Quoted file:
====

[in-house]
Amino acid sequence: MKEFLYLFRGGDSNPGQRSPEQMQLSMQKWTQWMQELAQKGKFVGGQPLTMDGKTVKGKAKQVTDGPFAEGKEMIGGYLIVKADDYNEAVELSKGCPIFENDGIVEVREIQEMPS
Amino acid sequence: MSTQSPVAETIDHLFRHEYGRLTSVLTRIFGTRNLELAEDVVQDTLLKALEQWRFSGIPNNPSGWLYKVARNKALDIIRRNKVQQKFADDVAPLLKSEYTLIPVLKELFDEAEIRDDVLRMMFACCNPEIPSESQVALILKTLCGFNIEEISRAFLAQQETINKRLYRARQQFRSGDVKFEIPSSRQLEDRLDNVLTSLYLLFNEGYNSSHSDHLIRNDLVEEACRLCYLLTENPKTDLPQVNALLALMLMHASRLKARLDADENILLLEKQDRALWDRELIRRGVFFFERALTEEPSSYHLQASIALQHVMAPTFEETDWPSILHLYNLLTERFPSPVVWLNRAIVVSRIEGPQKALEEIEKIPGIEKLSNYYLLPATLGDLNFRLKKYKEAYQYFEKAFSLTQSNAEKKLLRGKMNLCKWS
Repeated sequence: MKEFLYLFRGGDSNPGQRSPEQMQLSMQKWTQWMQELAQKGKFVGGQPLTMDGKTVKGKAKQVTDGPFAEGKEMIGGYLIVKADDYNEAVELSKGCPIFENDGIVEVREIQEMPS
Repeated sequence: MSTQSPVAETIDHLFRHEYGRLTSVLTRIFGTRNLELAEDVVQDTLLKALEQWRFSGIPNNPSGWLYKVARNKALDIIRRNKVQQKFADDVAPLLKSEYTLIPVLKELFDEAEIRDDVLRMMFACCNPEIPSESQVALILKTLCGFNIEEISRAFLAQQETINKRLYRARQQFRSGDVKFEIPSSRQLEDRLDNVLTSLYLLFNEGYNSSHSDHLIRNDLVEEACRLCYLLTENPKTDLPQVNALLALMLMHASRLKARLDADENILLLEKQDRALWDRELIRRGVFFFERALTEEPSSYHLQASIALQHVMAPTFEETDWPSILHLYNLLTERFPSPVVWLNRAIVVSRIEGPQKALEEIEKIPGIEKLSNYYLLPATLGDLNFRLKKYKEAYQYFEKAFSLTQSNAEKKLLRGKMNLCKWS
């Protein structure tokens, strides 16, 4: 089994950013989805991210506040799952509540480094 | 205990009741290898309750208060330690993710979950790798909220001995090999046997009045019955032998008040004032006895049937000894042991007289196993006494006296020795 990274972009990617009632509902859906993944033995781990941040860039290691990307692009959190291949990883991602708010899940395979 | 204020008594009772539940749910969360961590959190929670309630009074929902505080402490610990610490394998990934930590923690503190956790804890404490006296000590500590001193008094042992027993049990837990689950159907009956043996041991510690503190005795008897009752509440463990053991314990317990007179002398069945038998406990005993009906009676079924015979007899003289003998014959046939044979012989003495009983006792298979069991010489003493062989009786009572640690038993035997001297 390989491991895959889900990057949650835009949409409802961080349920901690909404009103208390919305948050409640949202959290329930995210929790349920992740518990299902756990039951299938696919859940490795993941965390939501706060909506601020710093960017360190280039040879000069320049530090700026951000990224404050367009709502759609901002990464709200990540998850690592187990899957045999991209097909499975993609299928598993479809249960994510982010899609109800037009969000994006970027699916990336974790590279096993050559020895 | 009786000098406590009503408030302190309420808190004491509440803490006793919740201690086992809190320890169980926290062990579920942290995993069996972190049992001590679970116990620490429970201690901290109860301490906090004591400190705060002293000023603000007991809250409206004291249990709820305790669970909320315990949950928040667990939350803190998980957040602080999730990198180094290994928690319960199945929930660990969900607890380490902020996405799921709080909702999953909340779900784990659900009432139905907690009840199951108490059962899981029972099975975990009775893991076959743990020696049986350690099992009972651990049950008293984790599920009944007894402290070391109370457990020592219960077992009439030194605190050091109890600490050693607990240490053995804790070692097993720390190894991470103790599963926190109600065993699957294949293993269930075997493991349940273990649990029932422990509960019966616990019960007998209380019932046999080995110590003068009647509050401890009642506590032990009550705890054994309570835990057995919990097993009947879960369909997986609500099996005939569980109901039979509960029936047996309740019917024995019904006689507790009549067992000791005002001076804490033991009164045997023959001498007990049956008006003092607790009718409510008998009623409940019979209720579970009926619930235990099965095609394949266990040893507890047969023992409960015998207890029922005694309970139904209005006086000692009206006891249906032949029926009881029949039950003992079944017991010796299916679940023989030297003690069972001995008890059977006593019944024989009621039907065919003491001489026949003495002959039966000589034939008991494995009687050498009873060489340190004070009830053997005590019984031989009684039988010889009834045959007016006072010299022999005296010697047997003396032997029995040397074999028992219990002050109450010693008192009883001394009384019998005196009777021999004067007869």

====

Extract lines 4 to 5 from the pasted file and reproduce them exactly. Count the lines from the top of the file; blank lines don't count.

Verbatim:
Repeated sequence: MKEFLYLFRGGDSNPGQRSPEQMQLSMQKWTQWMQELAQKGKFVGGQPLTMDGKTVKGKAKQVTDGPFAEGKEMIGGYLIVKADDYNEAVELSKGCPIFENDGIVEVREIQEMPS
Repeated sequence: MSTQSPVAETIDHLFRHEYGRLTSVLTRIFGTRNLELAEDVVQDTLLKALEQWRFSGIPNNPSGWLYKVARNKALDIIRRNKVQQKFADDVAPLLKSEYTLIPVLKELFDEAEIRDDVLRMMFACCNPEIPSESQVALILKTLCGFNIEEISRAFLAQQETINKRLYRARQQFRSGDVKFEIPSSRQLEDRLDNVLTSLYLLFNEGYNSSHSDHLIRNDLVEEACRLCYLLTENPKTDLPQVNALLALMLMHASRLKARLDADENILLLEKQDRALWDRELIRRGVFFFERALTEEPSSYHLQASIALQHVMAPTFEETDWPSILHLYNLLTERFPSPVVWLNRAIVVSRIEGPQKALEEIEKIPGIEKLSNYYLLPATLGDLNFRLKKYKEAYQYFEKAFSLTQSNAEKKLLRGKMNLCKWS